Irrational numbers and Pythagoras Theorem

Is it always true that if the right angled triangle with is also isosceles and having lengths that can be denoted in terms of a rational number, the length of its hypotenuse will always be an irrational number? Another way to look at it would be that the diagonal of a square is always irrational. Does this always hold true?

• Assuming that the two sides are of positive rational length, your question is whether $\sqrt{2x^2}$ is always irrational for any positive rational $x$. the answer is of course yes as it is equal to $x\sqrt{2}$ – JMoravitz Nov 6 '16 at 3:04

If the legs each have length $x$, then the hypotenuse has length $x\sqrt{2}$.

So if $x$ is rational, then the hypotenuse has irrational length. If $x$ is irrational, then the hypotenuse could have irrational or rational length.

For example:

If $x=5$, the hypotenuse has length $5\sqrt{2}$, which is irrational.

If $x=\sqrt{2}$, the hypotenuse has length $2$, which is rational.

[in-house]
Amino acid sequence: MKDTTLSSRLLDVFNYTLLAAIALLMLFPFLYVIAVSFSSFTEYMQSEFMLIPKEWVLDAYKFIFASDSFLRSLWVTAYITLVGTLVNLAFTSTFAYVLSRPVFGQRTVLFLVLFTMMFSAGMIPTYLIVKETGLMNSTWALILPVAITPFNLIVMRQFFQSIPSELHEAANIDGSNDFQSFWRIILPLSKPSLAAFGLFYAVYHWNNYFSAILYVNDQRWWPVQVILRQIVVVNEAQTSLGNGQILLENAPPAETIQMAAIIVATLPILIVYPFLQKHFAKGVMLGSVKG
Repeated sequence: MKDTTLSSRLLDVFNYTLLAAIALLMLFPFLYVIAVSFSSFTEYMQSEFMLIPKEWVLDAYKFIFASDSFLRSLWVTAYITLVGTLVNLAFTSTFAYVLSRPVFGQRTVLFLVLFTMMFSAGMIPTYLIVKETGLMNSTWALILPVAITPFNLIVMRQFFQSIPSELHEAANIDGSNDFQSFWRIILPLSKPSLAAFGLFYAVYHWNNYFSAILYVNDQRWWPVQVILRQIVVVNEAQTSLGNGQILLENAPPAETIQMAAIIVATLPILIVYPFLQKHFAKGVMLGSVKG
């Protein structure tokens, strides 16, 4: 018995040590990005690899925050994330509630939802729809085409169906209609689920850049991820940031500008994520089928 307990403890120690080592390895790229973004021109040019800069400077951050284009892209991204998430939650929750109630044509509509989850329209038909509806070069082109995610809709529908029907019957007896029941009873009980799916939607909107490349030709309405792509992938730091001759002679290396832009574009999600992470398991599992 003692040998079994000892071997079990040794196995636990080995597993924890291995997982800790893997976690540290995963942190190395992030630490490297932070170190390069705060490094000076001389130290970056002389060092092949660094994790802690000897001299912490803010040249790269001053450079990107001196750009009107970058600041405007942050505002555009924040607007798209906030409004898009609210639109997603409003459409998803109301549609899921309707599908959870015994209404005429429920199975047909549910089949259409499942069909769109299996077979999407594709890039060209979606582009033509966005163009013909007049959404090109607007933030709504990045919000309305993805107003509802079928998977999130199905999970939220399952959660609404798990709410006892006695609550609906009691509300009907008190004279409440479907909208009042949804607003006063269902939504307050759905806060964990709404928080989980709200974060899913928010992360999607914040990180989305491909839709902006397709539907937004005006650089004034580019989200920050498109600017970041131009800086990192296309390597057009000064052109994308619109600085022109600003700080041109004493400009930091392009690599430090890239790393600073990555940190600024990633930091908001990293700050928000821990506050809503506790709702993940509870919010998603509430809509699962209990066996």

If $x=\sqrt{3}$, the hypotenuse has length $\sqrt{6}$, which is irrational.

• I edited my question to include the length be denoted by a rational number. – naveen dankal Nov 6 '16 at 3:08
• @naveendankal I included both cases in this answer - In the case where both legs have rational length $x$, the hypotenuse must have irrational length because $x\sqrt{2}$ is irrational. – MightyTyGuy Nov 6 '16 at 3:31

If the adjacent sides of a right triangle are sqrt(2) then the hypotenuse will be 2 which is rational. However if the side lengths are rational then a$^2$+b$^2$=c$^2$ so 2a$^2$=c$^2$ and c = $\sqrt{2a}$ which is irrational since $\sqrt{2}$ is irrational and a is rational.

• I edited my question to include the length be denoted by a rational number. – naveen dankal Nov 6 '16 at 3:08